Wearing a t-shirt and jeans, America's top spymaster - National Security Agency Director Gen. Keith Alexander, also the head of the U.S. Cyber Command - took the stage Friday at the nation's largest hacker convention to deliver a recruiting pitch.
"In this room, this room right here, is the talent our nation needs to secure cyberspace," Alexander told the standing-room-only audience at DefCon, a grassroots gathering in Las Vegas expected to draw a record 16,000 attendees this year. "We need great talent. We don't pay as high as everybody else, but we're fun to be around."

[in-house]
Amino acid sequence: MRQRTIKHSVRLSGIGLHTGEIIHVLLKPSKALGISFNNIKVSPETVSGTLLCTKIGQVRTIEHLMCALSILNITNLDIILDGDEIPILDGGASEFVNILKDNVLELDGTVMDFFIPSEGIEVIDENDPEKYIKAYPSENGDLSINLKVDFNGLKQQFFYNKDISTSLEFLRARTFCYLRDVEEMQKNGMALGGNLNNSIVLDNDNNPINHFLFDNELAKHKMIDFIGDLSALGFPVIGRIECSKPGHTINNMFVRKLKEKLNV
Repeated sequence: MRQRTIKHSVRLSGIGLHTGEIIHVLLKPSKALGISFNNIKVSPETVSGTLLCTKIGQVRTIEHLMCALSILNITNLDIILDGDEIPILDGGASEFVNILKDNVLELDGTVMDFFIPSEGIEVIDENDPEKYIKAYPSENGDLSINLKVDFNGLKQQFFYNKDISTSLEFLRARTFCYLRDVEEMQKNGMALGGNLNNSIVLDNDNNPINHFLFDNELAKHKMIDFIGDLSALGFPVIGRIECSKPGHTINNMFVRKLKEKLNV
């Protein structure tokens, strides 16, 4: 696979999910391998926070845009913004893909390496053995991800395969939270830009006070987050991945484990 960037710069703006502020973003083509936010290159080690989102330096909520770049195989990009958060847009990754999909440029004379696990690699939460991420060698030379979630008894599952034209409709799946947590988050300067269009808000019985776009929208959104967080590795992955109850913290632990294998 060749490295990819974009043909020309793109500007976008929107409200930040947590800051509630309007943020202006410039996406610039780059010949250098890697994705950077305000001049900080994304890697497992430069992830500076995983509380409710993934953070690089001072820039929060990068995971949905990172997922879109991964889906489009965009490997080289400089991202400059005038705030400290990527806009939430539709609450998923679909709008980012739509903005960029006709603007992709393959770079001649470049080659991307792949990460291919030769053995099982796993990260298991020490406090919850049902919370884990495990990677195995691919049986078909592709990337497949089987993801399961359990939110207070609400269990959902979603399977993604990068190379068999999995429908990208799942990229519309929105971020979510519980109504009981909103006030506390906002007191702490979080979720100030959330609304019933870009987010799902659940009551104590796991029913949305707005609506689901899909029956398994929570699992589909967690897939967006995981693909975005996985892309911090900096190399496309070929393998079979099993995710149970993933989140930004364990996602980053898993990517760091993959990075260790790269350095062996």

Print CommentAlexander's appearance is a milestone for DefCon, a hacker mecca with an often-uneasy relationship with the feds. DefCon is the older, wilder and far less official sibling of BlackHat, a cybersecurity conference that wrapped up Thursday in Las Vegas.
BlackHat draws corporate infosecurity workers in suits. At DefCon, they switch to t-shirts and spend the weekend mingling with cryptographers, script kiddies, security researchers and a liberal smattering of military and law enforcement agents - both in and out of uniform.